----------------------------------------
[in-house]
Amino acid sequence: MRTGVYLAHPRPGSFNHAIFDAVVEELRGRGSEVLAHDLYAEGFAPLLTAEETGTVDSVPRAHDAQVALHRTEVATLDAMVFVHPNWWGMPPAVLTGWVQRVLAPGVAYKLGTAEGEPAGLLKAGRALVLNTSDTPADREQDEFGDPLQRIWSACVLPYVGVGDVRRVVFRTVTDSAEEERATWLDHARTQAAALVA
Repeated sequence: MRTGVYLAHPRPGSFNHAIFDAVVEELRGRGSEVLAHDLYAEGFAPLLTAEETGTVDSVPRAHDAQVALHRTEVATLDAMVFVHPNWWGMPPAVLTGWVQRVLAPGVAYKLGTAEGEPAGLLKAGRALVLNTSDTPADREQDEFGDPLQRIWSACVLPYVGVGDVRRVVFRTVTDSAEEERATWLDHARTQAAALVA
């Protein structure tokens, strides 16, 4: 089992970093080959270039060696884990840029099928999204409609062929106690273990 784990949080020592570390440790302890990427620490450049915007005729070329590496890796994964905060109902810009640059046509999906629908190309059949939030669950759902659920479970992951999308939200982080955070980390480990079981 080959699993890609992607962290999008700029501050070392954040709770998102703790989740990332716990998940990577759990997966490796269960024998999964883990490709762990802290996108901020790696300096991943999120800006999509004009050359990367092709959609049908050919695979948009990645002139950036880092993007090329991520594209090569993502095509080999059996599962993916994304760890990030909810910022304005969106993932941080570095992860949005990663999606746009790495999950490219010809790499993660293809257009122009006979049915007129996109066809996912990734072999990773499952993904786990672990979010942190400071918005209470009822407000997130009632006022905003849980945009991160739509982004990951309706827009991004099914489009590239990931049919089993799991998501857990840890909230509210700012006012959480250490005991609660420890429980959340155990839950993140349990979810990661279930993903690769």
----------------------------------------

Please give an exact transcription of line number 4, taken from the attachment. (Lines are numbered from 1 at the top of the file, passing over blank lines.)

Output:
């Protein structure tokens, strides 16, 4: 089992970093080959270039060696884990840029099928999204409609062929106690273990 784990949080020592570390440790302890990427620490450049915007005729070329590496890796994964905060109902810009640059046509999906629908190309059949939030669950759902659920479970992951999308939200982080955070980390480990079981 080959699993890609992607962290999008700029501050070392954040709770998102703790989740990332716990998940990577759990997966490796269960024998999964883990490709762990802290996108901020790696300096991943999120800006999509004009050359990367092709959609049908050919695979948009990645002139950036880092993007090329991520594209090569993502095509080999059996599962993916994304760890990030909810910022304005969106993932941080570095992860949005990663999606746009790495999950490219010809790499993660293809257009122009006979049915007129996109066809996912990734072999990773499952993904786990672990979010942190400071918005209470009822407000997130009632006022905003849980945009991160739509982004990951309706827009991004099914489009590239990931049919089993799991998501857990840890909230509210700012006012959480250490005991609660420890429980959340155990839950993140349990979810990661279930993903690769």